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Writers often get a bit nervous around punctuation. This is because it is often presented as a set of scary, sometimes arbitrary rules. But punctuation is actually a really powerful tool. It can, for instance, help you to organise your ideas clearly, or focus the reader on a particular point.

(This section is adapted from Bottomley, 2021 .)

Sometimes, you need to use punctuation as part of the grammar and meaning of a text, i.e. you need to follow grammatical rules. For example, you must use a comma in a non-restrictive relative clause, otherwise, your meaning could be unclear or open to misinterpretation. However, at other times, you will have a choice about how to use punctuation. In such cases, it is not a case of a grammatical rule; it is rather a question of style and personal preference.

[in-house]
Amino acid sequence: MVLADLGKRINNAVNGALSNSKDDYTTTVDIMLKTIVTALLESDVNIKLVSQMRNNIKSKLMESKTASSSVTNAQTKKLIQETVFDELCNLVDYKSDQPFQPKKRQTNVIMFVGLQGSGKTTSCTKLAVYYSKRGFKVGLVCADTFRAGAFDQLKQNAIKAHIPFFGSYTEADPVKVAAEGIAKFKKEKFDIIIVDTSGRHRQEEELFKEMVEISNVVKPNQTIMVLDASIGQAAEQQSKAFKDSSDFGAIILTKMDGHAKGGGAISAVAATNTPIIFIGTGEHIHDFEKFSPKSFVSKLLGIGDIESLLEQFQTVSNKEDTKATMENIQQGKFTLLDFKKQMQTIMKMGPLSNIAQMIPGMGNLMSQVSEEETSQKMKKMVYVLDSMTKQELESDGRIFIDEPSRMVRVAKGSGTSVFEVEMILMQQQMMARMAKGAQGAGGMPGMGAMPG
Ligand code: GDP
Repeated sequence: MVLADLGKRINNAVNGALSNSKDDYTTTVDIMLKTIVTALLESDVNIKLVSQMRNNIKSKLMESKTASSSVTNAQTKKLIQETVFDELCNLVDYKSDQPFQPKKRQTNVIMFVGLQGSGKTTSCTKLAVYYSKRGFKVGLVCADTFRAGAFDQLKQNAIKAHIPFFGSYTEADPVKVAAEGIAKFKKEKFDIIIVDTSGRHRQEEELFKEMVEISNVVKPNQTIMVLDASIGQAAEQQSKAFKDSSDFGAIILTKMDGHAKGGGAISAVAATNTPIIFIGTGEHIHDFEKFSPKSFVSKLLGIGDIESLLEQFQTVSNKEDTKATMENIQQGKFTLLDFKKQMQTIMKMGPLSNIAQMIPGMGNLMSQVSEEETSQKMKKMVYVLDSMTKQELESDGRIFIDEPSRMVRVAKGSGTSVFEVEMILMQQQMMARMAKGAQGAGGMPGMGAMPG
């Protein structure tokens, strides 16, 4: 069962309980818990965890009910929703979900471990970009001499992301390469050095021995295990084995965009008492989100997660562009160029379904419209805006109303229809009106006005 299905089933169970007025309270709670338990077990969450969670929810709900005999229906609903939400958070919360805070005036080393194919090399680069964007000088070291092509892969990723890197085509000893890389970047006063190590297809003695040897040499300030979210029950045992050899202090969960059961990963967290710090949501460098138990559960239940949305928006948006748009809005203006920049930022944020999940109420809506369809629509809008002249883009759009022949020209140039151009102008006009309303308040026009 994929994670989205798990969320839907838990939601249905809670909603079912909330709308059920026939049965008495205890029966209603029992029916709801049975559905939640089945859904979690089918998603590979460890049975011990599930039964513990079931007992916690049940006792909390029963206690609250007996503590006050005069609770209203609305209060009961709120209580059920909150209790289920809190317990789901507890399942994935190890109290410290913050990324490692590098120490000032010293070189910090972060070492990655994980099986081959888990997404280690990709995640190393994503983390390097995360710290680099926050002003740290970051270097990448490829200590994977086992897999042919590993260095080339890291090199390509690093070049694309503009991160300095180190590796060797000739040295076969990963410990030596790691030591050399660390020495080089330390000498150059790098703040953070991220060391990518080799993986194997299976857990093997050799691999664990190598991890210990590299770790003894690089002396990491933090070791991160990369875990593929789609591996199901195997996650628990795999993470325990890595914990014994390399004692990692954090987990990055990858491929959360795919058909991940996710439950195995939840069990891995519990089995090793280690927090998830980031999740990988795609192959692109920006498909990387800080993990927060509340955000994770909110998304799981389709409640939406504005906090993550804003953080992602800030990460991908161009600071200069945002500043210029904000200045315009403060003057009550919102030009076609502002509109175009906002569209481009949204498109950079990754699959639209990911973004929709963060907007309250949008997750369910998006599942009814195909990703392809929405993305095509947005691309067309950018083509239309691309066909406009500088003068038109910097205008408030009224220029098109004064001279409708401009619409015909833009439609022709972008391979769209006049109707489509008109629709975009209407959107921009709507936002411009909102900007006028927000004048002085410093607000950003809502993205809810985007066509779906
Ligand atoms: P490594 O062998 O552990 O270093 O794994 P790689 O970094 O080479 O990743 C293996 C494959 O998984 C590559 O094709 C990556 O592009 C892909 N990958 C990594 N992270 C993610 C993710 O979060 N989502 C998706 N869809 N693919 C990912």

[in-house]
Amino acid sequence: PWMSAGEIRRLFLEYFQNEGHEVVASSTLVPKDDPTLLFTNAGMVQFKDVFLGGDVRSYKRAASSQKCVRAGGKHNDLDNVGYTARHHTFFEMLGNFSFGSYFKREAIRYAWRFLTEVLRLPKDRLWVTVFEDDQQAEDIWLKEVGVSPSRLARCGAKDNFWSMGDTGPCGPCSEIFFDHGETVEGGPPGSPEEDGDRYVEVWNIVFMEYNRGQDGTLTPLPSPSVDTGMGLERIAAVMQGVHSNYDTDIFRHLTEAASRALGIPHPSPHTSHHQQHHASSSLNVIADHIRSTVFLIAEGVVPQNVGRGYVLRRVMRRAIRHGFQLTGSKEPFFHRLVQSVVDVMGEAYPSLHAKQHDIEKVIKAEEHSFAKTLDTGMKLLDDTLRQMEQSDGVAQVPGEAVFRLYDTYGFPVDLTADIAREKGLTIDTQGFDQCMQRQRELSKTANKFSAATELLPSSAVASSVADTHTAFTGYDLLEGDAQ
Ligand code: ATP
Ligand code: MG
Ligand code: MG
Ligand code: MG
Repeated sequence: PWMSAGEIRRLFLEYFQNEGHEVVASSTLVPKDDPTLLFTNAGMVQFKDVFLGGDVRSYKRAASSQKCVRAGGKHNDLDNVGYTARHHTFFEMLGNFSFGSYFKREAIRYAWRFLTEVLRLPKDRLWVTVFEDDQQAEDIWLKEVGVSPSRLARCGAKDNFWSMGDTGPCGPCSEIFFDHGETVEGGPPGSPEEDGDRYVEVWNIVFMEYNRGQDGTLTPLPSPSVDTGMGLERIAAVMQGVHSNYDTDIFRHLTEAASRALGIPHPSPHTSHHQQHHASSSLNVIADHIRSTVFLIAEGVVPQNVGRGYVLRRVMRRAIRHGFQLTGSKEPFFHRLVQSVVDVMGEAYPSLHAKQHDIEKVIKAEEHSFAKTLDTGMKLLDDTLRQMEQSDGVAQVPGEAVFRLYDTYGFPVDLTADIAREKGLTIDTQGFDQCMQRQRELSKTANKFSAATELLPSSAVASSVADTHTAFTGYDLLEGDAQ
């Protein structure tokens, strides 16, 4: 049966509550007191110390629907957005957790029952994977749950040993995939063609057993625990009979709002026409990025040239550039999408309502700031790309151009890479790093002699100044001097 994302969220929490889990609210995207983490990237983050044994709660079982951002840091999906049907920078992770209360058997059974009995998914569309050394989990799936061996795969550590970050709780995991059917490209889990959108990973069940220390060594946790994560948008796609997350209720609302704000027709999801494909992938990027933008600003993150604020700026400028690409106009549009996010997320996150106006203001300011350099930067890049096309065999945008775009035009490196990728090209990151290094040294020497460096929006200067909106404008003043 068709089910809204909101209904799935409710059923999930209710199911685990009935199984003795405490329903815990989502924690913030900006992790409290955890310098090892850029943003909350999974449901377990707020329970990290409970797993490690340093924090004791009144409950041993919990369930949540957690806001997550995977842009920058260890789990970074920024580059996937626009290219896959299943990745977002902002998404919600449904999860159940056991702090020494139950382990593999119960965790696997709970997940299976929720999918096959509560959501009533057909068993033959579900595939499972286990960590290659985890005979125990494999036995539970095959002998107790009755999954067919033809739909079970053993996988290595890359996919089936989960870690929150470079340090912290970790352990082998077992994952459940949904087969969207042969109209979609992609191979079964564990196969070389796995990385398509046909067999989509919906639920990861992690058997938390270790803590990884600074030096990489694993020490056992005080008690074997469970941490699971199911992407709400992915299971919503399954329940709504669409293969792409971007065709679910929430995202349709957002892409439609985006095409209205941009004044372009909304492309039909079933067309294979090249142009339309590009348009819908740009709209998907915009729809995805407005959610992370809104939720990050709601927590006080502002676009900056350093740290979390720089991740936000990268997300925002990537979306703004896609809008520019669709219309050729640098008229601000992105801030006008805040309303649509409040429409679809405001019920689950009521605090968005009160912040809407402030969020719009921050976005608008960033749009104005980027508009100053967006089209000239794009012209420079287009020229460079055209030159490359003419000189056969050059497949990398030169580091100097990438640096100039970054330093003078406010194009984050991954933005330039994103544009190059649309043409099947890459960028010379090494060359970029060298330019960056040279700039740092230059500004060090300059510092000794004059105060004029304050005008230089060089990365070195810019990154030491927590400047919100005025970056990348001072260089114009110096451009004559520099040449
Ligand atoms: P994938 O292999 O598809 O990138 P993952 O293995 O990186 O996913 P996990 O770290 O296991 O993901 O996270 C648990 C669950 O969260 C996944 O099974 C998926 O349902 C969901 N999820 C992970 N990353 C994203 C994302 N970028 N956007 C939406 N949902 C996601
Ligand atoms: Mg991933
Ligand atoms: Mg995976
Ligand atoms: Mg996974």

Therefore, in discussing punctuation here, we mention rules where necessary, but where it is a matter of style or preference, we rather make a case for how the use of commas, colons and semi-colons can help you to structure your sentences clearly and aid the flow of the text.

The examples in this section are taken from The Oxford Book of Modern Science Writing (Dawkins, 2008), and represent, we believe, effective use of punctuation.

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Bottomley, J. (2021) Academic writing for international students of science. 2nd Edition. Routledge.

Dawkins, R. (2008) (ed) The Oxford book of modern science writing. Oxford University Press, pp 34, 41, 60, 88, 363.